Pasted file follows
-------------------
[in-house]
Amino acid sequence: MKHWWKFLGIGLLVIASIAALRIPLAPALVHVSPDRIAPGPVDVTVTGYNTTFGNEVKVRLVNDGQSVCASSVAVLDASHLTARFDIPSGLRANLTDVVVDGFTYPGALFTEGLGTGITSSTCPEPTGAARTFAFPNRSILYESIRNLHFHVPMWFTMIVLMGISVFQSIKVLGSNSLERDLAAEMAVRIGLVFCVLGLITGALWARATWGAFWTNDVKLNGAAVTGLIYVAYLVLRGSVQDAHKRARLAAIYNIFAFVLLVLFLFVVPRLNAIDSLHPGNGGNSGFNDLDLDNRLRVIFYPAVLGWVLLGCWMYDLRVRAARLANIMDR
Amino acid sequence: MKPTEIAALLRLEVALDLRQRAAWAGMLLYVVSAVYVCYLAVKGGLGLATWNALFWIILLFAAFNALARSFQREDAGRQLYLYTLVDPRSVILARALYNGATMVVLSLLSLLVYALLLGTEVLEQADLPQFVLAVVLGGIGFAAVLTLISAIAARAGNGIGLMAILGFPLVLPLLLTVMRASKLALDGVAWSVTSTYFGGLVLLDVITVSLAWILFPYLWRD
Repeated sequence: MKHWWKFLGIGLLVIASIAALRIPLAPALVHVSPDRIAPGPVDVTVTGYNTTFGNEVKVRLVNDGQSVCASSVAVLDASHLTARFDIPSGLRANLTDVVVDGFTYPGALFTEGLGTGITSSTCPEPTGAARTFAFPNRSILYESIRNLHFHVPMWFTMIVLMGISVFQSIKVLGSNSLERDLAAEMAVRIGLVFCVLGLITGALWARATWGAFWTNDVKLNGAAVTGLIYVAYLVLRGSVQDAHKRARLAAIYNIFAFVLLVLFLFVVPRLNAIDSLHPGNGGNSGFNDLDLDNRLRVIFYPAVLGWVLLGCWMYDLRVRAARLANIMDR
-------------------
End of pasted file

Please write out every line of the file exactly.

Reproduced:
[in-house]
Amino acid sequence: MKHWWKFLGIGLLVIASIAALRIPLAPALVHVSPDRIAPGPVDVTVTGYNTTFGNEVKVRLVNDGQSVCASSVAVLDASHLTARFDIPSGLRANLTDVVVDGFTYPGALFTEGLGTGITSSTCPEPTGAARTFAFPNRSILYESIRNLHFHVPMWFTMIVLMGISVFQSIKVLGSNSLERDLAAEMAVRIGLVFCVLGLITGALWARATWGAFWTNDVKLNGAAVTGLIYVAYLVLRGSVQDAHKRARLAAIYNIFAFVLLVLFLFVVPRLNAIDSLHPGNGGNSGFNDLDLDNRLRVIFYPAVLGWVLLGCWMYDLRVRAARLANIMDR
Amino acid sequence: MKPTEIAALLRLEVALDLRQRAAWAGMLLYVVSAVYVCYLAVKGGLGLATWNALFWIILLFAAFNALARSFQREDAGRQLYLYTLVDPRSVILARALYNGATMVVLSLLSLLVYALLLGTEVLEQADLPQFVLAVVLGGIGFAAVLTLISAIAARAGNGIGLMAILGFPLVLPLLLTVMRASKLALDGVAWSVTSTYFGGLVLLDVITVSLAWILFPYLWRD
Repeated sequence: MKHWWKFLGIGLLVIASIAALRIPLAPALVHVSPDRIAPGPVDVTVTGYNTTFGNEVKVRLVNDGQSVCASSVAVLDASHLTARFDIPSGLRANLTDVVVDGFTYPGALFTEGLGTGITSSTCPEPTGAARTFAFPNRSILYESIRNLHFHVPMWFTMIVLMGISVFQSIKVLGSNSLERDLAAEMAVRIGLVFCVLGLITGALWARATWGAFWTNDVKLNGAAVTGLIYVAYLVLRGSVQDAHKRARLAAIYNIFAFVLLVLFLFVVPRLNAIDSLHPGNGGNSGFNDLDLDNRLRVIFYPAVLGWVLLGCWMYDLRVRAARLANIMDR